Mr Trump, meet Her Majesty the Queen - Helen Mirren

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Mr Trump, meet Her Majesty the Queen - Helen Mirren

Get ready to cringe as the president of the Still-United States meets the PM of the Mostly-United Kingdom

Columnist

Tomorrow, Donald Trump will be greeted in London by what remains of the British government, which, at the time of writing, was a valet, an astrologer and two tour guides dressed as wombles Great Uncle Bulgaria and Orinoco. Mr Trump will be very impressed.
His itinerary in Britain, like his life, is an exercise in avoiding the filth and squalor of the upper middle class in favour of fantastical displays of excess. He will be whisked from one 18th-century palace to the next, preside over military pomp and be entertained by bagpipers. Or, as he calls it, “brunch”.
He will also meet the queen, an excruciatingly awkward encounter made even more so when he asks her why she signs things “Elizabeth R” and not “Helen Mirren”.This week I’ve seen some South Africans relishing the kitsch shabbiness of Trump’s visit. They have expressed a certain schadenfreude at the prospect of a bigoted buffoon parading around a Disney fantasy of colonial Britain, a sign, they gleefully claim, of two wicked powers in terminal decline.
This is, of course, fairly funny: a South African relishing the prospect of the US or Britain falling on hard times because of terrible leadership is a bit like a steerage passenger on the Titanic laughing at someone falling off a jet-ski.
Still, I catch their general drift, given how the hoary old script of the transatlantic alliance is now being performed by such astonishingly bad actors; actors so rotten, in fact, that they aren’t even bothering to learn the lines. They’re simply talking to the audience: “Hi, yeah, so I’m this guy called Hamlet? And I’m like the King of Scandinavia or something? And I’ve got issues.”
Indeed, the traditional oratory of the Anglo-American romance has become so mediocre that it makes this columnist wonder what some of the most famous presidential speeches might have sounded like had Trump been the man behind the microphone in past decades.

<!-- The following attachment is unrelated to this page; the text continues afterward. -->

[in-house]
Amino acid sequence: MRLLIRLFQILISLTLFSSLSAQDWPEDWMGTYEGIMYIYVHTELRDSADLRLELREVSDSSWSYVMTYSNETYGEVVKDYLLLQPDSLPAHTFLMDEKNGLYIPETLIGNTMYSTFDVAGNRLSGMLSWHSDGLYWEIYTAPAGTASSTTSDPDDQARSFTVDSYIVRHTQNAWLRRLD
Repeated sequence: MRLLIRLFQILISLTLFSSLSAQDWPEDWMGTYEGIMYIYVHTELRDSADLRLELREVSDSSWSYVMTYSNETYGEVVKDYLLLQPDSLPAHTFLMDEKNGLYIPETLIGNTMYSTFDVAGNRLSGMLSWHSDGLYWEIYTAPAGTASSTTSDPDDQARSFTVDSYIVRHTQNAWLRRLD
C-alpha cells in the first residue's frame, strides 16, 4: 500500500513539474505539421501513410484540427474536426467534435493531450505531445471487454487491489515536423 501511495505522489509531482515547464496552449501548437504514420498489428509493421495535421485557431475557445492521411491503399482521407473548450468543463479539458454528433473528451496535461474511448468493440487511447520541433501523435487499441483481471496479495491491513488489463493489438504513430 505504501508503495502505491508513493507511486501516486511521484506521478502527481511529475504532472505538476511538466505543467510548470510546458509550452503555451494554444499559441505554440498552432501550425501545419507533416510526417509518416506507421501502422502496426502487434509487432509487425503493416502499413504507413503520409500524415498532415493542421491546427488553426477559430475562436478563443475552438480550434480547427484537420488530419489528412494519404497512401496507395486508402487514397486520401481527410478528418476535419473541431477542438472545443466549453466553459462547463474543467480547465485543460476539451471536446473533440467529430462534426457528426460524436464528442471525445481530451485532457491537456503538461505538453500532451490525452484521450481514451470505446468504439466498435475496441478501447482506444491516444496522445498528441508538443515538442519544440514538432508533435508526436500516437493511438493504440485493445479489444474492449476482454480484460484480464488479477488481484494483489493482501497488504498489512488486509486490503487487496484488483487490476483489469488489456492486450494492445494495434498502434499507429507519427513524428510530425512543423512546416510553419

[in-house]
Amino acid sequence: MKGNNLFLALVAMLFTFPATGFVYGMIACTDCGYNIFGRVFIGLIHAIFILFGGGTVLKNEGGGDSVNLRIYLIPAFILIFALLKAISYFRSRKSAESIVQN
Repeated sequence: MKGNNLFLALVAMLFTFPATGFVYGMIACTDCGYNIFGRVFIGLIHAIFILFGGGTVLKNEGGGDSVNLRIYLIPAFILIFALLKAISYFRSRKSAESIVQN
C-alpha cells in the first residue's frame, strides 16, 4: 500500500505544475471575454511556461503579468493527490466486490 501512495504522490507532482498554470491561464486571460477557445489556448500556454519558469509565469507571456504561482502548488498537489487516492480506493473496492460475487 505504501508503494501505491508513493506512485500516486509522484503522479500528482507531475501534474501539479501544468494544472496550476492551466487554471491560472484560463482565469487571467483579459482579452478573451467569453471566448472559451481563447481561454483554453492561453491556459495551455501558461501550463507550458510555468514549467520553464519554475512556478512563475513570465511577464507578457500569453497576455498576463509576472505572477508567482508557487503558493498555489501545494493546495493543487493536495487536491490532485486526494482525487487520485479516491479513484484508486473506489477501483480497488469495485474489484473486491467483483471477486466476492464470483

For example, I’m pretty sure that in his 1933 inaugural speech he would have rallied anxious, exhausted Americans by reminding them that “the only thing we have to fear is Mexicans and liberals”.Seven years later, when Winston Churchill called on his people to put up such a fight that it would be remembered for 1,000 years as “their finest hour”, Trump would have sent a telegram at once, explaining that he had enjoyed many fine hours, and at least 10 or 12 finest hours, the finest of all the finest hours.
Likewise, had he been inaugurated in 1961, he would have urged the nation: “Ask not what your country can do for you. Asking is for pussies. You gotta demand it. Or sue. I would sue. Lawsuits. Big, big, lawsuits. Because your country owes you, it’s been unfair for too long.”
And in Berlin in 1987, he would no doubt have gazed into the distance like a big bag of Fanta and said: “Mr Gorbachev, tear down this wall. Because it’s really badly made, it’s terrible, a horrible wall, because bad hombres, East German hombres, they keep getting over it. I would go like 20 feet higher.”Of course I am being facetious. Had Trump somehow clambered into the Oval Office in 1933, those other iconic speeches would never have happened, mainly because he would have signed a non-aggression pact with the “really great Third Reich” and “its strong, excellent leader, Adolf, good guy, strong on crime, strong on immigrants, strong on borders”, and American inaugurations would have been declared unnecessary and eventually illegal by the Office of Occidental Affairs in Berlin.
Even this, however, is frivolous and perhaps pointless speculation. It is highly unlikely that Trump would have been elected to public office in the 20th century, not because prejudiced populists were unwelcome but because there were more talented ones around.No, everything had to play out exactly as it has for Trump to be what he is: the inheritor of late-stage Pax Americana, an empire built on the wars and adventurism of the 20th century. And, like one of the hedonistic rulers of ancient Rome, the empire is his to play with until he disappears in a puff of tacky debauchery, to become a historical curiosity to be filed under “Decline and fall: contributing factors”.
So is this one of the last meetings between a president of the Still-United States of America and a prime minister of the Mostly United Kingdom? Well, that’s up to the secessionists in California and Scotland. But I reckon they’ll both stagger along for a few more administrations.
Which means for now we can sit back and imagine cringe-comedy that would make Ricky Gervais proud, as President Donald Trump steps boldly forward across a magnificent red carpet to proudly shake the hand of Her Majesty, Helen Mirren.

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